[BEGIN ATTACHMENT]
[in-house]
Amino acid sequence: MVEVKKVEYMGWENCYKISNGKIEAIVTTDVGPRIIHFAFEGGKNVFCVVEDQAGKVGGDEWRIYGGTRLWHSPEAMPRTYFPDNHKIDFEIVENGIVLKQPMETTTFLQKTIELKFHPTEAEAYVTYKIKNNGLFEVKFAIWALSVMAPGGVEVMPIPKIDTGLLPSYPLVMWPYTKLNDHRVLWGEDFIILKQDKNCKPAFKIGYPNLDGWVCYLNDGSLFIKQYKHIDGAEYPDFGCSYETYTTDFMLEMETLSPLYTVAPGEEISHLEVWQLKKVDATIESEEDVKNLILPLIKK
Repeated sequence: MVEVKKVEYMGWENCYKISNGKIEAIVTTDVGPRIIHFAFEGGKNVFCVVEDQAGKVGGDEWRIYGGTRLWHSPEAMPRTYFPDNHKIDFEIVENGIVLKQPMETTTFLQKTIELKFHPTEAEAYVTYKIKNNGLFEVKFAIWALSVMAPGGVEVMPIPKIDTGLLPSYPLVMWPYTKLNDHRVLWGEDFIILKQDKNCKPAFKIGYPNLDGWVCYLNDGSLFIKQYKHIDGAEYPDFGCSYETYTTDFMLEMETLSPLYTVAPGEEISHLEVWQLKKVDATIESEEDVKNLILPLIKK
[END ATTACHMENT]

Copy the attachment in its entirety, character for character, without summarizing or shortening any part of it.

[in-house]
Amino acid sequence: MVEVKKVEYMGWENCYKISNGKIEAIVTTDVGPRIIHFAFEGGKNVFCVVEDQAGKVGGDEWRIYGGTRLWHSPEAMPRTYFPDNHKIDFEIVENGIVLKQPMETTTFLQKTIELKFHPTEAEAYVTYKIKNNGLFEVKFAIWALSVMAPGGVEVMPIPKIDTGLLPSYPLVMWPYTKLNDHRVLWGEDFIILKQDKNCKPAFKIGYPNLDGWVCYLNDGSLFIKQYKHIDGAEYPDFGCSYETYTTDFMLEMETLSPLYTVAPGEEISHLEVWQLKKVDATIESEEDVKNLILPLIKK
Repeated sequence: MVEVKKVEYMGWENCYKISNGKIEAIVTTDVGPRIIHFAFEGGKNVFCVVEDQAGKVGGDEWRIYGGTRLWHSPEAMPRTYFPDNHKIDFEIVENGIVLKQPMETTTFLQKTIELKFHPTEAEAYVTYKIKNNGLFEVKFAIWALSVMAPGGVEVMPIPKIDTGLLPSYPLVMWPYTKLNDHRVLWGEDFIILKQDKNCKPAFKIGYPNLDGWVCYLNDGSLFIKQYKHIDGAEYPDFGCSYETYTTDFMLEMETLSPLYTVAPGEEISHLEVWQLKKVDATIESEEDVKNLILPLIKK